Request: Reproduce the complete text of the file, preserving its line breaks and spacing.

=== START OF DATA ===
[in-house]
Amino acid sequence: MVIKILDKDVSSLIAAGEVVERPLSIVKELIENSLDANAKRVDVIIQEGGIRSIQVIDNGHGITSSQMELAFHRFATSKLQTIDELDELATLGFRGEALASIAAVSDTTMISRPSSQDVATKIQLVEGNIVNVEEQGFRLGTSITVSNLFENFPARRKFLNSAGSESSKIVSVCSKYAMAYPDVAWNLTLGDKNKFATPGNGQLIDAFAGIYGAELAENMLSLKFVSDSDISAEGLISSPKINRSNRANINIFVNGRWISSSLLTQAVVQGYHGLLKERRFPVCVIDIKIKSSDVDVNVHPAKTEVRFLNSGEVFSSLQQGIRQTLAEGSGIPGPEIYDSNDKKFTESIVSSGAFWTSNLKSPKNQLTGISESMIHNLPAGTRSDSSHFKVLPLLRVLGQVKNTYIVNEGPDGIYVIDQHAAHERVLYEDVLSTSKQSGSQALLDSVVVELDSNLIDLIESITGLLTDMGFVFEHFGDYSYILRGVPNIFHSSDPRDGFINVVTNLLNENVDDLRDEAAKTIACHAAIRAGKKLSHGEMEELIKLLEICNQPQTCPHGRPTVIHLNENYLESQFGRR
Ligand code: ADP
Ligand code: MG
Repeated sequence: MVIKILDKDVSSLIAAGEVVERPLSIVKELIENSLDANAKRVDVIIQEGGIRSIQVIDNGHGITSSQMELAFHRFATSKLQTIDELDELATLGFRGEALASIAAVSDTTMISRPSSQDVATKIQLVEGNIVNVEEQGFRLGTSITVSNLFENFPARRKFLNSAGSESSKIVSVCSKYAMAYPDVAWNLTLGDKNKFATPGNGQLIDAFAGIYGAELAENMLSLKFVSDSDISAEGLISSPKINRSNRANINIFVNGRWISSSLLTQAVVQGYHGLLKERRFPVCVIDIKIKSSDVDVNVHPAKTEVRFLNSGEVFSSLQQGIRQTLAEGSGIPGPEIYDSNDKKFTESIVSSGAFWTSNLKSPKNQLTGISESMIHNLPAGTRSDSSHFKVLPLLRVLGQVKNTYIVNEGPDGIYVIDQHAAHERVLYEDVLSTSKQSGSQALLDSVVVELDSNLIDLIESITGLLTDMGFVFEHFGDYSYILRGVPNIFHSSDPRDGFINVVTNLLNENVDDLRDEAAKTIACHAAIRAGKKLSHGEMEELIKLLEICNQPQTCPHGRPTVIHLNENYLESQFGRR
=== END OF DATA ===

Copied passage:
[in-house]
Amino acid sequence: MVIKILDKDVSSLIAAGEVVERPLSIVKELIENSLDANAKRVDVIIQEGGIRSIQVIDNGHGITSSQMELAFHRFATSKLQTIDELDELATLGFRGEALASIAAVSDTTMISRPSSQDVATKIQLVEGNIVNVEEQGFRLGTSITVSNLFENFPARRKFLNSAGSESSKIVSVCSKYAMAYPDVAWNLTLGDKNKFATPGNGQLIDAFAGIYGAELAENMLSLKFVSDSDISAEGLISSPKINRSNRANINIFVNGRWISSSLLTQAVVQGYHGLLKERRFPVCVIDIKIKSSDVDVNVHPAKTEVRFLNSGEVFSSLQQGIRQTLAEGSGIPGPEIYDSNDKKFTESIVSSGAFWTSNLKSPKNQLTGISESMIHNLPAGTRSDSSHFKVLPLLRVLGQVKNTYIVNEGPDGIYVIDQHAAHERVLYEDVLSTSKQSGSQALLDSVVVELDSNLIDLIESITGLLTDMGFVFEHFGDYSYILRGVPNIFHSSDPRDGFINVVTNLLNENVDDLRDEAAKTIACHAAIRAGKKLSHGEMEELIKLLEICNQPQTCPHGRPTVIHLNENYLESQFGRR
Ligand code: ADP
Ligand code: MG
Repeated sequence: MVIKILDKDVSSLIAAGEVVERPLSIVKELIENSLDANAKRVDVIIQEGGIRSIQVIDNGHGITSSQMELAFHRFATSKLQTIDELDELATLGFRGEALASIAAVSDTTMISRPSSQDVATKIQLVEGNIVNVEEQGFRLGTSITVSNLFENFPARRKFLNSAGSESSKIVSVCSKYAMAYPDVAWNLTLGDKNKFATPGNGQLIDAFAGIYGAELAENMLSLKFVSDSDISAEGLISSPKINRSNRANINIFVNGRWISSSLLTQAVVQGYHGLLKERRFPVCVIDIKIKSSDVDVNVHPAKTEVRFLNSGEVFSSLQQGIRQTLAEGSGIPGPEIYDSNDKKFTESIVSSGAFWTSNLKSPKNQLTGISESMIHNLPAGTRSDSSHFKVLPLLRVLGQVKNTYIVNEGPDGIYVIDQHAAHERVLYEDVLSTSKQSGSQALLDSVVVELDSNLIDLIESITGLLTDMGFVFEHFGDYSYILRGVPNIFHSSDPRDGFINVVTNLLNENVDDLRDEAAKTIACHAAIRAGKKLSHGEMEELIKLLEICNQPQTCPHGRPTVIHLNENYLESQFGRR